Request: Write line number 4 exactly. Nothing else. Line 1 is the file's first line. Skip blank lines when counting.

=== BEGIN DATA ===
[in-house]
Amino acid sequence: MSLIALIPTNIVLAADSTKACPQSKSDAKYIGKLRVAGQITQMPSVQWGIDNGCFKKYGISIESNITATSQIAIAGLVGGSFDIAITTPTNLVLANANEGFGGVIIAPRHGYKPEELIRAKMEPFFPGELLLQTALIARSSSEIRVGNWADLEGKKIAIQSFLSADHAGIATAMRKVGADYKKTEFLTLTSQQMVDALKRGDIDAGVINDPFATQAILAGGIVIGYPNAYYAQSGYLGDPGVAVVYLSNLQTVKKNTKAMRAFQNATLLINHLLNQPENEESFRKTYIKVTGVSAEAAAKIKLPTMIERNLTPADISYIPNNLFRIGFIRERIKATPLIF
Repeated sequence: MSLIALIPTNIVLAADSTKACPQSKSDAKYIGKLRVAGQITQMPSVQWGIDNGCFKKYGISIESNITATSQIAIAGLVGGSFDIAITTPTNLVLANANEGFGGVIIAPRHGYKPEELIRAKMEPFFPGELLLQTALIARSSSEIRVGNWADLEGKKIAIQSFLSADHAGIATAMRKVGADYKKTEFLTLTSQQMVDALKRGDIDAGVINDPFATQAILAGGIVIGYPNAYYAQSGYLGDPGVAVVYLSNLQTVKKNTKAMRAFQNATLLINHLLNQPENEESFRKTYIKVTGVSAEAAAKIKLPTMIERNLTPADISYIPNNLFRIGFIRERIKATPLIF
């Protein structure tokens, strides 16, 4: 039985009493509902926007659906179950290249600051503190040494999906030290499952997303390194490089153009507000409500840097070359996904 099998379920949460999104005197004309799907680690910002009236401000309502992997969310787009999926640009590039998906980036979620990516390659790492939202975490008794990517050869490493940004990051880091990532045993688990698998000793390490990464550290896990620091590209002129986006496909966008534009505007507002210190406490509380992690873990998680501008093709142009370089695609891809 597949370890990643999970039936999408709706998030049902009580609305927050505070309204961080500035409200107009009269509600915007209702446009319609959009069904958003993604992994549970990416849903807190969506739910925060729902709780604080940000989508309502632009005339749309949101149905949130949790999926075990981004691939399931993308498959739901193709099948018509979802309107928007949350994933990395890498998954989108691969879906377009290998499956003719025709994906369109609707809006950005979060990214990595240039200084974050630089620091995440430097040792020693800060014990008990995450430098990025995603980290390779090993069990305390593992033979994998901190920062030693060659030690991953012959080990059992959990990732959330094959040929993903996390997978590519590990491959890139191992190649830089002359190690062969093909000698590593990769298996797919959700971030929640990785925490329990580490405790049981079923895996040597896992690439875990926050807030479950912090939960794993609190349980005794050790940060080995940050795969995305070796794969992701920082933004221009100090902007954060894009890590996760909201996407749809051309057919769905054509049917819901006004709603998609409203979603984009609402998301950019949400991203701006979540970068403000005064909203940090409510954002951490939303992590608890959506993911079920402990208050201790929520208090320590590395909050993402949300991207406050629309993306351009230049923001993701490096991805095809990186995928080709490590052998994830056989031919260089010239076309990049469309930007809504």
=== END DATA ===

């Protein structure tokens, strides 16, 4: 039985009493509902926007659906179950290249600051503190040494999906030290499952997303390194490089153009507000409500840097070359996904 099998379920949460999104005197004309799907680690910002009236401000309502992997969310787009999926640009590039998906980036979620990516390659790492939202975490008794990517050869490493940004990051880091990532045993688990698998000793390490990464550290896990620091590209002129986006496909966008534009505007507002210190406490509380992690873990998680501008093709142009370089695609891809 597949370890990643999970039936999408709706998030049902009580609305927050505070309204961080500035409200107009009269509600915007209702446009319609959009069904958003993604992994549970990416849903807190969506739910925060729902709780604080940000989508309502632009005339749309949101149905949130949790999926075990981004691939399931993308498959739901193709099948018509979802309107928007949350994933990395890498998954989108691969879906377009290998499956003719025709994906369109609707809006950005979060990214990595240039200084974050630089620091995440430097040792020693800060014990008990995450430098990025995603980290390779090993069990305390593992033979994998901190920062030693060659030690991953012959080990059992959990990732959330094959040929993903996390997978590519590990491959890139191992190649830089002359190690062969093909000698590593990769298996797919959700971030929640990785925490329990580490405790049981079923895996040597896992690439875990926050807030479950912090939960794993609190349980005794050790940060080995940050795969995305070796794969992701920082933004221009100090902007954060894009890590996760909201996407749809051309057919769905054509049917819901006004709603998609409203979603984009609402998301950019949400991203701006979540970068403000005064909203940090409510954002951490939303992590608890959506993911079920402990208050201790929520208090320590590395909050993402949300991207406050629309993306351009230049923001993701490096991805095809990186995928080709490590052998994830056989031919260089010239076309990049469309930007809504």